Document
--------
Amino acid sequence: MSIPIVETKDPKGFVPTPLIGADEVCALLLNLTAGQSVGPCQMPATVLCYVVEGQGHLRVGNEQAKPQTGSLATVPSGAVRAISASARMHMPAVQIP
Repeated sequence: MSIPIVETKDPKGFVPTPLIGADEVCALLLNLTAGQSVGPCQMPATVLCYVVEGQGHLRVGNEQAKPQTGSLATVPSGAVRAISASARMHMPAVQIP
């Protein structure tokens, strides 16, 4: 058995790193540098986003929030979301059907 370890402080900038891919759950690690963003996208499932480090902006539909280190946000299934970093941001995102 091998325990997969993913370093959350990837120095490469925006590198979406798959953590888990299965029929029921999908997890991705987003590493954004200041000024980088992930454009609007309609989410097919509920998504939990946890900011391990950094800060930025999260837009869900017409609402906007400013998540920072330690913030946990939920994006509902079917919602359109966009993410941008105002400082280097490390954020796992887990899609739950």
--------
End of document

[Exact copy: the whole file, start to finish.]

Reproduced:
Amino acid sequence: MSIPIVETKDPKGFVPTPLIGADEVCALLLNLTAGQSVGPCQMPATVLCYVVEGQGHLRVGNEQAKPQTGSLATVPSGAVRAISASARMHMPAVQIP
Repeated sequence: MSIPIVETKDPKGFVPTPLIGADEVCALLLNLTAGQSVGPCQMPATVLCYVVEGQGHLRVGNEQAKPQTGSLATVPSGAVRAISASARMHMPAVQIP
């Protein structure tokens, strides 16, 4: 058995790193540098986003929030979301059907 370890402080900038891919759950690690963003996208499932480090902006539909280190946000299934970093941001995102 091998325990997969993913370093959350990837120095490469925006590198979406798959953590888990299965029929029921999908997890991705987003590493954004200041000024980088992930454009609007309609989410097919509920998504939990946890900011391990950094800060930025999260837009869900017409609402906007400013998540920072330690913030946990939920994006509902079917919602359109966009993410941008105002400082280097490390954020796992887990899609739950």